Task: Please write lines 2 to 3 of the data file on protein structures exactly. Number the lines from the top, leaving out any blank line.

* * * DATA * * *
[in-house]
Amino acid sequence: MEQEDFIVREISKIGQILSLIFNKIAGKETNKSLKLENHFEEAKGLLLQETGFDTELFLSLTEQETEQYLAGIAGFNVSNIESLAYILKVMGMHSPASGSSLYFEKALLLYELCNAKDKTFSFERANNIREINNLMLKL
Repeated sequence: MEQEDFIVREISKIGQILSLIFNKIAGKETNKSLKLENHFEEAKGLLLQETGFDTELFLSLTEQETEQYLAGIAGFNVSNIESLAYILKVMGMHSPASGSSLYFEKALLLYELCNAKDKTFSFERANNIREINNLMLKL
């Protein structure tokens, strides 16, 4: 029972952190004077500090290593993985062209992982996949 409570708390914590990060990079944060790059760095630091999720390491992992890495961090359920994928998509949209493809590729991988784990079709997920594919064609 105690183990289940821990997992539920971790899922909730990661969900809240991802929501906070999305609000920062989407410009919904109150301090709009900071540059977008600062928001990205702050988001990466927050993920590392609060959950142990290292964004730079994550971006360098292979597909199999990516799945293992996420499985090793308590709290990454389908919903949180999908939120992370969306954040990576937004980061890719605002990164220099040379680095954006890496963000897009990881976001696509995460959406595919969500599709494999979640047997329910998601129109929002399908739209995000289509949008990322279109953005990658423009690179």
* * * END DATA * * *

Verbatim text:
Amino acid sequence: MEQEDFIVREISKIGQILSLIFNKIAGKETNKSLKLENHFEEAKGLLLQETGFDTELFLSLTEQETEQYLAGIAGFNVSNIESLAYILKVMGMHSPASGSSLYFEKALLLYELCNAKDKTFSFERANNIREINNLMLKL
Repeated sequence: MEQEDFIVREISKIGQILSLIFNKIAGKETNKSLKLENHFEEAKGLLLQETGFDTELFLSLTEQETEQYLAGIAGFNVSNIESLAYILKVMGMHSPASGSSLYFEKALLLYELCNAKDKTFSFERANNIREINNLMLKL